The ideal workplace environment is one where managers and employees can communicate consistently and openly, whether it's in relation to personal, professional matters or organisational performance and development.
Many organisations aspire to achieve this kind of open, positive and supportive environment as workplace coaching is growing in popularity.
What started off as one-to-one coaching sessions for individuals, turned into organisation-wide coaching initiatives aimed at nurturing future leaders and is now becoming a new foundation for effective workplace culture.
However, establishing and maintaining a coaching culture in the workplace can be challenging and take long time to achieve.
Here are three steps to help you along the way:
In order to create a strong and consistent coaching culture, it is crucial to identify a few senior leaders who could take on the role of coaching culture ambassadors.
These individuals would show (not just tell) your employees what coaching culture is, they would spread the word and commit to tackling any obstacles that may arise along the way.
Create training and upskilling initiatives available across all levels in your organisation and make sure to actively encourage employees to engage with those.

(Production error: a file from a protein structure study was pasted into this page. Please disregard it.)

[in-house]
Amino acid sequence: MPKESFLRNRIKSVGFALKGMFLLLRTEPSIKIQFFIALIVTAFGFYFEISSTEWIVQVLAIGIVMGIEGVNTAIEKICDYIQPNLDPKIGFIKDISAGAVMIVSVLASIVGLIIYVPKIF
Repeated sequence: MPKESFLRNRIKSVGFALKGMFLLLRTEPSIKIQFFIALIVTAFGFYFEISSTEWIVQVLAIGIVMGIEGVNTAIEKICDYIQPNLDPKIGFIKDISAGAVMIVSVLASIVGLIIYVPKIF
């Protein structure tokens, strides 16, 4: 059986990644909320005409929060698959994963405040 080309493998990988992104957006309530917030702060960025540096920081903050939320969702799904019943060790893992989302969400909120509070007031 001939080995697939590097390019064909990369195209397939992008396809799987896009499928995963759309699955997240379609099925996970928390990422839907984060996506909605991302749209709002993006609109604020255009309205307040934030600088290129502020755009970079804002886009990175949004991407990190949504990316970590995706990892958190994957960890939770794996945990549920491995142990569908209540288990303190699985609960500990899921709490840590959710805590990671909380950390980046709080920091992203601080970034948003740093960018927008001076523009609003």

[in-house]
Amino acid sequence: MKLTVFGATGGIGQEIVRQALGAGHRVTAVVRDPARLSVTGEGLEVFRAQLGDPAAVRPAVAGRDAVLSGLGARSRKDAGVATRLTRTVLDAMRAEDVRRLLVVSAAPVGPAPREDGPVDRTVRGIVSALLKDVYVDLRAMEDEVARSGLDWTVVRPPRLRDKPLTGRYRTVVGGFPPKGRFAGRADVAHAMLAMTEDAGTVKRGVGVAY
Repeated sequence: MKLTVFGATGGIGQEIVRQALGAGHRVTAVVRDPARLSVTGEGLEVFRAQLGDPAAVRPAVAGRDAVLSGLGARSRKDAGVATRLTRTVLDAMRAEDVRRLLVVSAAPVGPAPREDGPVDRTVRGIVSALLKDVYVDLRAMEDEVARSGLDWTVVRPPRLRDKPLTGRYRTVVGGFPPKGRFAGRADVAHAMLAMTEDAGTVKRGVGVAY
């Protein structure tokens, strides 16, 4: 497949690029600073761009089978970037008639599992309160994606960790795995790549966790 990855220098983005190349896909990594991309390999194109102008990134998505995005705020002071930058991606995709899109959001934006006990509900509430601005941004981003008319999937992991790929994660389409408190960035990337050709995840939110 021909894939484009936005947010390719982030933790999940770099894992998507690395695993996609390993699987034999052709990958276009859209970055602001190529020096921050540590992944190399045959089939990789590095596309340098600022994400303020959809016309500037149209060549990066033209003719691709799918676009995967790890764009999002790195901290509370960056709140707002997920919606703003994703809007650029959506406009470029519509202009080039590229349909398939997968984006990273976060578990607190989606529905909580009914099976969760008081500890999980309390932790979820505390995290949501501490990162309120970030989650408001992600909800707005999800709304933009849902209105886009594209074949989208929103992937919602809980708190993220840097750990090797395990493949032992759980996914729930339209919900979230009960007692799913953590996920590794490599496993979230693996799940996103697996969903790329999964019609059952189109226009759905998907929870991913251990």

Managers and leaders will require professional training in order to begin implementing new mindset and techniques into their everyday work and conversations.
Monitor your culture and track your progress. As in case of any new policy or strategy, it is crucial to identify the elements that work and those that might have to be dropped or improved.
Below are some aspects that you could review to assess your culture:
Embedding the coaching culture into an organisation is a long-term strategy rather than a "quick fix".
You will know that you succeeded when coaching begins being seen as your manager's natural responsibility and the opportunity for the rest to develop and grow.